Living the Faith: Rima Girnius

SOUTH BOSTON -- Rima Girnius knows what it is like to live in a world without faith.

“I am from the Soviet Union,” she told The Pilot. “There was no faith. People were not allowed to have religion, but people by their nature have to believe in something.”

“In the Soviet Union, they made God of a person -- Lenin -- and it didn’t work at all,” she continued.

Despite the ban on religion in her native country of Lithuania, Girnius recalled how as a child, she and her family kept their Catholicism alive, often travelling to little villages outside of the big cities to receive the sacraments in places where the government didn’t have a strong presence.

Practicing Catholicism in Lithuania, she explained, was not at all easy to do.

“I wanted to have faith, because it’s scary when you don’t have it,” she said.

Though she did not know it then, that strong foundation in her faith would help her navigate through one of the most trying experiences of her life: emigrating to the United States in 1994.

Newly married to her husband, Tomas, an American-born Lithuanian who had traveled to his family’s native land “in search of his roots” and fallen in love with Girnius, she came to live in Massachusetts, with no knowledge of the language, the culture or the people. In addition, Girnius, who had been a radio journalist with her own program in Lithuania, found herself unable to find work.

“I felt like I was on a train in a tunnel that had no end,” she recalled. “Every day, I felt like I was waiting for something bad to happen. That’s it, only bad.”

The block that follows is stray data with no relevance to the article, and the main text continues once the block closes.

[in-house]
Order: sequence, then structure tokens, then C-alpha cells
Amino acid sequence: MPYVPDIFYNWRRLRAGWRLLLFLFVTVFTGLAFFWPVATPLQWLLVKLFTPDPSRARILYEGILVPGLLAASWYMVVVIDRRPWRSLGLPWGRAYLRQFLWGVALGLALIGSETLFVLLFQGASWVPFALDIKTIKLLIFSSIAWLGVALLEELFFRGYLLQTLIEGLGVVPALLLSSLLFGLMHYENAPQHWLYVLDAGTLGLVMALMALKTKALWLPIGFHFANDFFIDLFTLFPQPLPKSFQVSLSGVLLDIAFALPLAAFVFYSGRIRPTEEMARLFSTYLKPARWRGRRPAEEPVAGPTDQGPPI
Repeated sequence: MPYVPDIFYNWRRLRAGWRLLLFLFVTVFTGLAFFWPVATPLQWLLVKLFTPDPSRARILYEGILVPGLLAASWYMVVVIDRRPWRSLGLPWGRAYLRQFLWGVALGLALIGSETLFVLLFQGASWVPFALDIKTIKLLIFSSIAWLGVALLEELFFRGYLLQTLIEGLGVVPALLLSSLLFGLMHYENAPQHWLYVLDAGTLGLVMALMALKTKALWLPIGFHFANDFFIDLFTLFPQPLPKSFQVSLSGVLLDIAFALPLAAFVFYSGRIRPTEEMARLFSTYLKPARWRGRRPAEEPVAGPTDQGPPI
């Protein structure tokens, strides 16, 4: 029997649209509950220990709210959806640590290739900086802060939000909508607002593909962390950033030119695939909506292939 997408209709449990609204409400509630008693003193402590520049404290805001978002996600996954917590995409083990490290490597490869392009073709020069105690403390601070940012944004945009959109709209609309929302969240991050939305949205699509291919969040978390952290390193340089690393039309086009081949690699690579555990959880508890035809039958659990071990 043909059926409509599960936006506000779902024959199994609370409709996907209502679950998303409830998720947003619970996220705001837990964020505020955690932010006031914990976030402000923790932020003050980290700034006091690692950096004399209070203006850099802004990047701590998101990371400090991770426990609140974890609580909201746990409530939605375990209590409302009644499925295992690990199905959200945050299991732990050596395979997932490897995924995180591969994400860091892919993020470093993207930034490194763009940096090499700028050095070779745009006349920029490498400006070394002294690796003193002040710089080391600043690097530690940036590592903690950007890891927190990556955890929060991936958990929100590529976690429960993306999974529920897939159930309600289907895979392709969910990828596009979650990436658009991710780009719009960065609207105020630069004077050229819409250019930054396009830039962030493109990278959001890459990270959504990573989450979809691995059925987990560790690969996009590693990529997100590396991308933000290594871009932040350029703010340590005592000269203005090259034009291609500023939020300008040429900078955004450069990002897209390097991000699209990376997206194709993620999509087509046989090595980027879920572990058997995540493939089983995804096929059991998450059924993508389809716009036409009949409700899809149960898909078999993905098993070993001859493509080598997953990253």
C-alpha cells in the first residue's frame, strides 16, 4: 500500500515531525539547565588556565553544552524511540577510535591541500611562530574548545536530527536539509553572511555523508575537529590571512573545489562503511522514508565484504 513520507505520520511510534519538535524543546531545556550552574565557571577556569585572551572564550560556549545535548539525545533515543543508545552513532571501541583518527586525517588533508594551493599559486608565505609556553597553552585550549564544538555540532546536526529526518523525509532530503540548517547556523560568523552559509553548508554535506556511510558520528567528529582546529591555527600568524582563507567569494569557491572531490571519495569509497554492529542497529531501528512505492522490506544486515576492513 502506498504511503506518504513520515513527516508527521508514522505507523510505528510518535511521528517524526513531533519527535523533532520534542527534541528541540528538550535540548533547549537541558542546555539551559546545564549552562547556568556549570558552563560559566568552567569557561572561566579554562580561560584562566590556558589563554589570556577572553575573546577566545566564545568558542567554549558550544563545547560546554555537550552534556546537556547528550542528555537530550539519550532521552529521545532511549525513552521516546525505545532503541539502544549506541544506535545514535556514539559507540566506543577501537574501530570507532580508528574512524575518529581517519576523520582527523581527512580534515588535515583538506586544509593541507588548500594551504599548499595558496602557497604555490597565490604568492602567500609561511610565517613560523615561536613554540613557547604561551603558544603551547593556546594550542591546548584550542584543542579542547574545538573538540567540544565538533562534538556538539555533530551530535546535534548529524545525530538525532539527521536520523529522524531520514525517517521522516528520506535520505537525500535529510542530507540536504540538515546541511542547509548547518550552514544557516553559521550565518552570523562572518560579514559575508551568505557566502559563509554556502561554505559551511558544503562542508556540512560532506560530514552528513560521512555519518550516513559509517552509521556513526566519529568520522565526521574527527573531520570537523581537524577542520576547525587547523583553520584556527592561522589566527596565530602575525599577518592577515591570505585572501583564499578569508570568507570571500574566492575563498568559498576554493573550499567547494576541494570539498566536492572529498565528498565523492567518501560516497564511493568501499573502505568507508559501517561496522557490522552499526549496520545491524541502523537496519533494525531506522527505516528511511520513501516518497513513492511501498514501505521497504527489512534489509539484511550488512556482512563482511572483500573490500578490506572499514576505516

Unsure what to do, Girnius sought solace at St. Peter Church, a Lithuanian national parish in South Boston.

“The Church for me became something to hold on to,” she said. “For the first time in my life, I understood that at the time of peace, people give you peace so that you can go on to live your life that week in peace.”

Her involvement in St. Peter’s grew, and Girnius began to feel called to help others deepen their faith, particularly young people.

“Young people do not often go to the church, so what we decided to do was to learn different hymns -- hymns from monasteries in Europe, hymns that are maybe more modern as well,” she explained, adding that “singing the liturgy is as important as prayer.”

Today Girnius, 49, heads the “Young at Heart Ensemble,” an eight-person ensemble that sings at the Mass two times a month. Also in the ensemble is Girnius’s 13-year-old daughter, who was initially reluctant to sing, but now loves being a part of the ensemble.

“At first, people weren’t sure about us. They didn’t know whether to like us or not,” said Girnius. “But now when we sing, they sing with us. And some people are coming back to church to listen to us. Step by step, it’s working.”